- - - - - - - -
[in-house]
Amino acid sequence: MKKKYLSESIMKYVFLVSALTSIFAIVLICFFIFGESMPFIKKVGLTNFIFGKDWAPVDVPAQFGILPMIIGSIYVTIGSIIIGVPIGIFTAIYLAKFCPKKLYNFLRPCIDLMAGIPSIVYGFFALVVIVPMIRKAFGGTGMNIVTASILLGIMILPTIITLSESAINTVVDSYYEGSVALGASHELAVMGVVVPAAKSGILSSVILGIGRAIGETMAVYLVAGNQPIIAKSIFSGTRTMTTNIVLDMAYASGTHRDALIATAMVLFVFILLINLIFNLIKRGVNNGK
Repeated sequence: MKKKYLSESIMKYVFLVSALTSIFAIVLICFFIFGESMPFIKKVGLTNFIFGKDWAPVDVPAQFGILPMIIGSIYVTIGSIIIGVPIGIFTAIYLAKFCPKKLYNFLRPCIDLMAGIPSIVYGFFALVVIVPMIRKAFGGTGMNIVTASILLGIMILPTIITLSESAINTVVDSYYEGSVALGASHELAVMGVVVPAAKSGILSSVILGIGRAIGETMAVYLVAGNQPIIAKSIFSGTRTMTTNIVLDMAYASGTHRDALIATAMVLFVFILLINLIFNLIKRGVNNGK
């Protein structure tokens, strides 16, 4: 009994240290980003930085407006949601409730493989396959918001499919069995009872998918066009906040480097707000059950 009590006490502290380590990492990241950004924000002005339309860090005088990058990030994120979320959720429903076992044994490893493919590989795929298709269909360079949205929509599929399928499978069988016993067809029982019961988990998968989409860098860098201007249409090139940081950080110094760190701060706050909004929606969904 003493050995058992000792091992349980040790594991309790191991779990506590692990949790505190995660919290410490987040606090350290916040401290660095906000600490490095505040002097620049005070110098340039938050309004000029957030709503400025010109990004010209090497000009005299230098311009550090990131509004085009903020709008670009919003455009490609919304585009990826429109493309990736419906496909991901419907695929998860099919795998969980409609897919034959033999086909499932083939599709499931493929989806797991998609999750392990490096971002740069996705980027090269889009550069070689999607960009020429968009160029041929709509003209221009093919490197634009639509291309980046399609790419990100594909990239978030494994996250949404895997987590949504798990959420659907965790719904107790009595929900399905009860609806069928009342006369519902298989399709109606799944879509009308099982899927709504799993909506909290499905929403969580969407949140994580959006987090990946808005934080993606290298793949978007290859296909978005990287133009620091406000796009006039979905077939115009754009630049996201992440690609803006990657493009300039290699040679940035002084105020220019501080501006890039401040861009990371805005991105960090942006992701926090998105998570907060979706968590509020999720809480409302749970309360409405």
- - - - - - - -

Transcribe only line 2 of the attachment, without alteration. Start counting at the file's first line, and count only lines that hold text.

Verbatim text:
Amino acid sequence: MKKKYLSESIMKYVFLVSALTSIFAIVLICFFIFGESMPFIKKVGLTNFIFGKDWAPVDVPAQFGILPMIIGSIYVTIGSIIIGVPIGIFTAIYLAKFCPKKLYNFLRPCIDLMAGIPSIVYGFFALVVIVPMIRKAFGGTGMNIVTASILLGIMILPTIITLSESAINTVVDSYYEGSVALGASHELAVMGVVVPAAKSGILSSVILGIGRAIGETMAVYLVAGNQPIIAKSIFSGTRTMTTNIVLDMAYASGTHRDALIATAMVLFVFILLINLIFNLIKRGVNNGK